Nov 7, 2016 – Nikkei Asian Review – TOKYO — Three Japanese marine shipping companies, Nippon Yusen, Mitsui O.S.K. Lines and Kawasaki Kisen Kaisha, jointly announced on Oct. 31 plans to consolidate their container shipping operations, in the face of silent pressure from financial markets.
“Shareholders’ equity accumulated over the years disappeared in an instant,” said Nippon Yusen President Tadaaki Naito.
When the three shipping lines announced the merger of their container businesses on Monday, Nippon Yusen said it expects its group net loss to hit 245 billion yen ($2.37 billion) in the fiscal year ending March 2017. As a result, the company’s capital ratio fell to 24% from 34% at the end of the previous fiscal year.
Capital ratio of Mitsui O.S.K. Lines is 22% and that of Kawasaki Kisen is around 23%, far below 40%, the average of financially stable listed companies that are unlikely to go bankrupt.
Three shipping lines logged net losses in five years out of the nine years from the global financial crisis through the current fiscal year, mainly due to slumping container line business, which is the subject of the merger. Over the period, Kawasaki Kisen’s container line business logged a net loss six times, compared with Nippon Yusen’s seven times and Mitsui O.S.K. Lines’ eight times.
In addition to business fluctuations, “it took shippers a long time to notice the structural change,” said Ryota Himeno, an analyst at Citigroup Global Markets Japan. Shipping lines continued to pump money into new ships even when the global trade volume began a constant stagnation due to China’s economic slowdown. That created an oversupply, making it increasingly difficult to continue the business.
While a ship’s service life is 20-30 years and it takes about three years from order to delivery, container line contracts are normally one year. Freight rates are determined by market conditions.
The container line business has been hit hard by market conditions, compared with bulk shipping, which has long-term, stable contracts with large customers, such as steel and car makers. The benchmark freight rates for the U.S. are about half of the level of before the global financial crisis.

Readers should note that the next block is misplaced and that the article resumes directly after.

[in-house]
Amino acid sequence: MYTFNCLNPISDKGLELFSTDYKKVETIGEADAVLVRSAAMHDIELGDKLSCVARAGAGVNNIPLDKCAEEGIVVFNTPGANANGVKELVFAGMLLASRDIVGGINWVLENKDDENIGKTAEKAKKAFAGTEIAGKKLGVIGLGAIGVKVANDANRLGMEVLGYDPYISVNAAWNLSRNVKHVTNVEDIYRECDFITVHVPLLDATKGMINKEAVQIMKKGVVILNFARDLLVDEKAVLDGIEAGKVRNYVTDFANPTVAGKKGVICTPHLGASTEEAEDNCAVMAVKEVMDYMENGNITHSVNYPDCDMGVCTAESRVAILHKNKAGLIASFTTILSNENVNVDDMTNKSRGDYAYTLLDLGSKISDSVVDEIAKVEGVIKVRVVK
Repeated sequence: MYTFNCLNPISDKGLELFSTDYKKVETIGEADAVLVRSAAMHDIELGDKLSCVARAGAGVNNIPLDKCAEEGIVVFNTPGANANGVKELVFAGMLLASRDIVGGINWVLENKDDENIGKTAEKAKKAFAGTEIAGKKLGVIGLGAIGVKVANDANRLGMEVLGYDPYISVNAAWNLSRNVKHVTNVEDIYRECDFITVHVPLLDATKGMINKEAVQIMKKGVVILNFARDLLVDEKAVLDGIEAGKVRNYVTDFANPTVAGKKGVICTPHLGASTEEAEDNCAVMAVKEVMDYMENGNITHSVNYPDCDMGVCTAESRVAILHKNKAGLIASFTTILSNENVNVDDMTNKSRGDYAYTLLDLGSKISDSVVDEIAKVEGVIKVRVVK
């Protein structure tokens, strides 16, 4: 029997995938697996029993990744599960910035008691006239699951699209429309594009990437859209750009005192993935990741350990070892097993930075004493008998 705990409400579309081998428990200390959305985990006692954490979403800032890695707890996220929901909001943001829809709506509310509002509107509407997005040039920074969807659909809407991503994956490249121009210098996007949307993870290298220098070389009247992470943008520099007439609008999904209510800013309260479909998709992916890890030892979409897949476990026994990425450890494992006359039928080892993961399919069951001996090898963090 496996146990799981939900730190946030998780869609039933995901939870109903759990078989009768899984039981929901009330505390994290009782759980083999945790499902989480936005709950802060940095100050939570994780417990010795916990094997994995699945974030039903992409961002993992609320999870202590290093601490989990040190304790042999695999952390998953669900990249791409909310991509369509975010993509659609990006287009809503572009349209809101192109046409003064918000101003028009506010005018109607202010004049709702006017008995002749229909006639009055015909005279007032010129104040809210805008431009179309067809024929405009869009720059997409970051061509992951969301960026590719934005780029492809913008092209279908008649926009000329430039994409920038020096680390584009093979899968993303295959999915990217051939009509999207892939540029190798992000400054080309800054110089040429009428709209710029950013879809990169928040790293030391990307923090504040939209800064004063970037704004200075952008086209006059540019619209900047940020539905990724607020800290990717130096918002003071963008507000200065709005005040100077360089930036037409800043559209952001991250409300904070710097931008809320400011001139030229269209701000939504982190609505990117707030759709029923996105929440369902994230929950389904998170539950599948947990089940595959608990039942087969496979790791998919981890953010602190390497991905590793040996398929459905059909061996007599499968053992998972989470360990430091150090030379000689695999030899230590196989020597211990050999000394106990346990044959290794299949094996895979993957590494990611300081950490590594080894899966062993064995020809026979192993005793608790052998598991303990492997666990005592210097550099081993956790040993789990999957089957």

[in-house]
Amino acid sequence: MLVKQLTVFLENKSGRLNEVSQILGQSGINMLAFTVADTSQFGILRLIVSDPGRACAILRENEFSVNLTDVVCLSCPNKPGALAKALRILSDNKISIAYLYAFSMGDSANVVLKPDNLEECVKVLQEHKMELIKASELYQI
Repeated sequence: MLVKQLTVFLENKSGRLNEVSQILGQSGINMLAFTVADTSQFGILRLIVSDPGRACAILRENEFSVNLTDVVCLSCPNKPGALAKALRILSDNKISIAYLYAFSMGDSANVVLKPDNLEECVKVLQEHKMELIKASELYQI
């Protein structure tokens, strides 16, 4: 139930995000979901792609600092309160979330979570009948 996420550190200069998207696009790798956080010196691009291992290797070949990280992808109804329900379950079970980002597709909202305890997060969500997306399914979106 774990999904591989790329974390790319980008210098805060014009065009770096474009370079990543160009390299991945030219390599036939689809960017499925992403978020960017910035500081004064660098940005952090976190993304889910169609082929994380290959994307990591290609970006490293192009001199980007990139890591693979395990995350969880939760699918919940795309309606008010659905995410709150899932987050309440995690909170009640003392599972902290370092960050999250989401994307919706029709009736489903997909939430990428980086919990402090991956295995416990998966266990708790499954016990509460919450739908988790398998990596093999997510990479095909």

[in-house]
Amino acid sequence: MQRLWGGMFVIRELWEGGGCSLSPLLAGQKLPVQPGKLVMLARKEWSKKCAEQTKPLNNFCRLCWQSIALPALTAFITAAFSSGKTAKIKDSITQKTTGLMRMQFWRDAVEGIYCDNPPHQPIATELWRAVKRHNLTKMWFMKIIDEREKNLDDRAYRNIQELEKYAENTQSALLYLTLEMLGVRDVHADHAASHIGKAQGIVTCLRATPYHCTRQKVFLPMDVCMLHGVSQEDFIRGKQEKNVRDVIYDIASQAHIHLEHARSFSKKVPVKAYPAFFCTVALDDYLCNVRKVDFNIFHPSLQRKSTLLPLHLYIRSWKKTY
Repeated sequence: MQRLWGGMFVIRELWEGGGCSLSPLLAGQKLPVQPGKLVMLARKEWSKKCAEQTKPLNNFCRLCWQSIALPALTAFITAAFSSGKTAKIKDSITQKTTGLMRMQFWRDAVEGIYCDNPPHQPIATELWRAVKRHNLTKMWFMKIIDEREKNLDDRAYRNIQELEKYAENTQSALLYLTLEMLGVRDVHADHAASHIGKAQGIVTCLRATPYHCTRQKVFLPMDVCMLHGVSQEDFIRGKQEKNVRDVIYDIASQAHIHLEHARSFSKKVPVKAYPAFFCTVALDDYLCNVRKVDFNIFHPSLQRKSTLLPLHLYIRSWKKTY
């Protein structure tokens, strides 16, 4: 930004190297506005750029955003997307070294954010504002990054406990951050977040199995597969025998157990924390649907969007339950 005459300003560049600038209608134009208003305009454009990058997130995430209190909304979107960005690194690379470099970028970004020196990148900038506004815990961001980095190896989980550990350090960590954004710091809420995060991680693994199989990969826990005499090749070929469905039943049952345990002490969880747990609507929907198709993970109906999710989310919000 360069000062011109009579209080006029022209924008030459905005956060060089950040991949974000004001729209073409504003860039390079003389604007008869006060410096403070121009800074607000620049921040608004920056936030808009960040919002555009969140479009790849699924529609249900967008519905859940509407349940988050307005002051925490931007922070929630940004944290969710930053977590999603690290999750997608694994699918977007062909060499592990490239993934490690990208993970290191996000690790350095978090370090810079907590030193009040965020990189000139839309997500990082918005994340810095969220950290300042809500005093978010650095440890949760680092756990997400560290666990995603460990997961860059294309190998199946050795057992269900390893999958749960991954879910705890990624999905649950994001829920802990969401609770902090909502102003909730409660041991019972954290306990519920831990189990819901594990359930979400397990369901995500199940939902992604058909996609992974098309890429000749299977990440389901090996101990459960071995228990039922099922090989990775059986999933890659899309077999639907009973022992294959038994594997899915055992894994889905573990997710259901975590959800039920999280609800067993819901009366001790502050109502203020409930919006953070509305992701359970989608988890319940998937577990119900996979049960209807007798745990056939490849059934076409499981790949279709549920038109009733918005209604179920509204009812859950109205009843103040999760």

Tacit pressure from financial markets may have prompted three shipping lines to consolidate their container operations. Total market capitalization of the three shipping lines shrunk to 10-20% of the 2007 peak, before the global financial crisis struck.
Amid these circumstances, Mitsui O.S.K. Lines drew attention in late September by announcing that it would raise 100 billion yen through a 60-year hybrid loan.
While regular loans are classified as liabilities, hybrid loans can be included as shareholders’ equity to a certain degree at the discretion of credit rating agencies. Hybrid loans tend to have high interest rates as they rank low in order of repayment in the event of the issuer’s bankruptcy, like other subordinated debt. High-yield hybrid loans are popular among portfolio managers as interest rates go negative, but hybrid loans show borrowers’ harsh financial conditions.
In Kawasaki Kisen’s case, the large shareholder might have exerted unconscious pressure on the shipping line. Effissimo Capital Management, the hedge fund set up by former colleagues of activist investor Yoshiaki Murakami, became the shipping line’s largest shareholder this year.
Although Kawasaki Kisen President Eizo Murakami said the company had not consulted with Effissimo about the merger beforehand, the intention of “activist shareholder,” which requires the invested company to show at least 8% return on equity in the medium and long term, cannot be ignored.
If the merger produces about 110 billion yen as announced, pretax profit is expected to come to about 13 billion yen. That said, a V-shaped recovery, which is usually seen after restructuring, is unlikely.